Experiencing what is beautiful is a slice of joy in everyday life.
Be it a colorful sunset, the Nutcracker Ballet on a snowy December day, or classical artwork that leaves us in awe, beauty has a way about it—it takes our breath away and fills us with wonder. As I sat with my own appreciation of the arts in early motherhood, I thought about how I could more easily give my children the opportunity to know the great artists and to appreciate their work.
Fortunately, there are ways to do so that feel within reach even during the busy, exhausting season of taking care of young children—and even if you yourself don’t have a lot of prior knowledge of art and music to draw upon. (That just means both you and your children now have the opportunity to learn and appreciate beautiful works!) Here are a few ways that have worked well in our home.
Every few months we go to the library and pick out a basket’s worth of coffee-table-size art books from different time periods with photos of original pieces. From Van Gogh to Monet to Michelangelo’s sculptures, there are an array of art books to choose from. I don’t read all the explanations and captions in the books by any means; I use them for the photos. I start by telling my children about the artist: what time period they are from, what some of their most famous works are, where those works are today, and a little about the artist’s life.
After this initial introduction, I simply leave the books out for them to look through and encourage them to make their own reproductions of the prints. When they’ve decided which one to paint or draw, I help them to learn the name of the piece and its artist. This process has left us with a lot of artwork on the refrigerator! The Chair by Van Gogh has been a notable favorite.
This whole process is of course very slow, and I usually keep the same books for over a month when possible. For my babies and toddlers, I’ve found board books that show art originals, too. One of our favorites has been Renoir’s Colors by Marie Sellier. It’s a very simple way for an early introduction to art without worrying about those library book pages being ripped!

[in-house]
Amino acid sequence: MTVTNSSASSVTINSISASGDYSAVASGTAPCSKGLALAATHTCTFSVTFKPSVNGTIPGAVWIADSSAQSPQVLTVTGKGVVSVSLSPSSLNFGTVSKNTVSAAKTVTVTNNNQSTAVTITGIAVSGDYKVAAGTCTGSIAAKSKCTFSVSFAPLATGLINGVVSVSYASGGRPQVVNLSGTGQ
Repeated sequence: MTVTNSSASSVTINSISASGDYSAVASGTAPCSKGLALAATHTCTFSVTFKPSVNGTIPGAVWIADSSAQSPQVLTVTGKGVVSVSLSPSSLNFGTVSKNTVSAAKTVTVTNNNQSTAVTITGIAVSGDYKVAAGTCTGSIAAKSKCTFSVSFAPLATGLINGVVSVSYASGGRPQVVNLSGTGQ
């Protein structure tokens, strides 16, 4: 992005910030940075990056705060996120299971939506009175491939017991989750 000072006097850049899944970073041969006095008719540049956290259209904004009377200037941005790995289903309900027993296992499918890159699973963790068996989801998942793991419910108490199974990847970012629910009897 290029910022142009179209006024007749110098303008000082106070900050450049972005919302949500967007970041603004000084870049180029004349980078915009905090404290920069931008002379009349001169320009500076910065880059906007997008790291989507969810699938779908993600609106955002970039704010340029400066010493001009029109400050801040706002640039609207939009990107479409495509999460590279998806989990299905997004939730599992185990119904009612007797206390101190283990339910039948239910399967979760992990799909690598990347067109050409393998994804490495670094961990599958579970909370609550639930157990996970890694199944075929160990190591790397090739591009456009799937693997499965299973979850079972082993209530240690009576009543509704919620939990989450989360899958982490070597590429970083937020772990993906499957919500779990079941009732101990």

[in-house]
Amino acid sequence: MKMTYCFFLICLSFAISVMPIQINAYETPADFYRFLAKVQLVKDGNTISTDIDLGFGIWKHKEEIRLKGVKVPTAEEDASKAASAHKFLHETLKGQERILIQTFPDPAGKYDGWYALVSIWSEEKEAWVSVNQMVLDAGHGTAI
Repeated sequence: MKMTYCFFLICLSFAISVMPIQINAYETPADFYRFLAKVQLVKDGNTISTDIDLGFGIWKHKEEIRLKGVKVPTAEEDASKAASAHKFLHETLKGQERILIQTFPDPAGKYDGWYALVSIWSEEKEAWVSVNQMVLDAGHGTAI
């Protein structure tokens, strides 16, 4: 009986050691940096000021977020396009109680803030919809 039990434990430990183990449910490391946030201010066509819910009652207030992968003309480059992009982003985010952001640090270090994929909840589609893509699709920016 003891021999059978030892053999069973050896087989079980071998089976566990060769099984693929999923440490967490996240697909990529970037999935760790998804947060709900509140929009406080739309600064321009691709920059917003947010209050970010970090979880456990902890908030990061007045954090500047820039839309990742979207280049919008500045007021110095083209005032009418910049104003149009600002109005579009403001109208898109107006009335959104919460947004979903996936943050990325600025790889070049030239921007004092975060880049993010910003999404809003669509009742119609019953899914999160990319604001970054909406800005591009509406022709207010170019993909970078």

Hanging artwork at children’s eye level
I also love to hang artwork at the children’s eye level for them to look at, engage with, and enjoy. I began this process by literally going on my hands and knees around my living room and seeing what it looked like at their level. I wanted the children to have their own little world of beauty down low, just as I hope to create for us adults up high. This led to decorating specifically for them at a lower level. I find an original piece that I like and print out a copy, and then I use an 8x10 wooden frame with a thin piece of plastic covering the print (it’s easy to find frames like this online). Then I hang it at the children’s general eye level.
An eighteen-month-old might take it down, but I don’t mind, because she is engaging with it, and when she’s finished I simply put it back up on the wall. As children get used to having these pieces on the wall, I have found that they engage with it just as we adults do. They are attracted to it, they look at it, they talk about it, and then they walk away. I use these opportunities to ask questions: what colors do you see? Do you see any small details that are interesting? Can you make up a story about this painting? This last question would be for an older child of course, but a child of three or four will often be the one who catches certain details, or sees the small ladybug in the corner that I would never notice. It’s really amazing to see what their thoughts are and the details they notice that I don’t.
Art cards with facts
Over the course of the years I’ve collected various cards (which often come with facts about the artist and the work on the back) that replicate famous classical artwork for my children to have in their play space. These cards come in a pack that show a particular painting with information and questions about the artist and the piece on the back of each card. They are made specifically for children, so they tend to be cardboard and pretty solid.